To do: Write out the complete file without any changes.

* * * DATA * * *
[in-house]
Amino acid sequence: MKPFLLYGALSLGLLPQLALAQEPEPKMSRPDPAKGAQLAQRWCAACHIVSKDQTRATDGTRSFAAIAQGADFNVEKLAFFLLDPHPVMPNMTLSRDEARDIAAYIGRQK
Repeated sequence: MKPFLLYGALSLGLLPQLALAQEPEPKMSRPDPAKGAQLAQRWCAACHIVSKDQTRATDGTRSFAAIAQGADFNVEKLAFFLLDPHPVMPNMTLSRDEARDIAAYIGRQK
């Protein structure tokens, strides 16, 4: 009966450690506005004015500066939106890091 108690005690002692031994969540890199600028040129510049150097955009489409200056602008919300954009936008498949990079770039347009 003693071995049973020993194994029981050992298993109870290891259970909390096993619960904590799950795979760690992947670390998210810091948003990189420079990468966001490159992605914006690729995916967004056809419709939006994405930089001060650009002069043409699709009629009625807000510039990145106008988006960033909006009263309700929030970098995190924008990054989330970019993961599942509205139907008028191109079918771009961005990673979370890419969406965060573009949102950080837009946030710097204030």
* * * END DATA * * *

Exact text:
[in-house]
Amino acid sequence: MKPFLLYGALSLGLLPQLALAQEPEPKMSRPDPAKGAQLAQRWCAACHIVSKDQTRATDGTRSFAAIAQGADFNVEKLAFFLLDPHPVMPNMTLSRDEARDIAAYIGRQK
Repeated sequence: MKPFLLYGALSLGLLPQLALAQEPEPKMSRPDPAKGAQLAQRWCAACHIVSKDQTRATDGTRSFAAIAQGADFNVEKLAFFLLDPHPVMPNMTLSRDEARDIAAYIGRQK
């Protein structure tokens, strides 16, 4: 009966450690506005004015500066939106890091 108690005690002692031994969540890199600028040129510049150097955009489409200056602008919300954009936008498949990079770039347009 003693071995049973020993194994029981050992298993109870290891259970909390096993619960904590799950795979760690992947670390998210810091948003990189420079990468966001490159992605914006690729995916967004056809419709939006994405930089001060650009002069043409699709009629009625807000510039990145106008988006960033909006009263309700929030970098995190924008990054989330970019993961599942509205139907008028191109079918771009961005990673979370890419969406965060573009949102950080837009946030710097204030």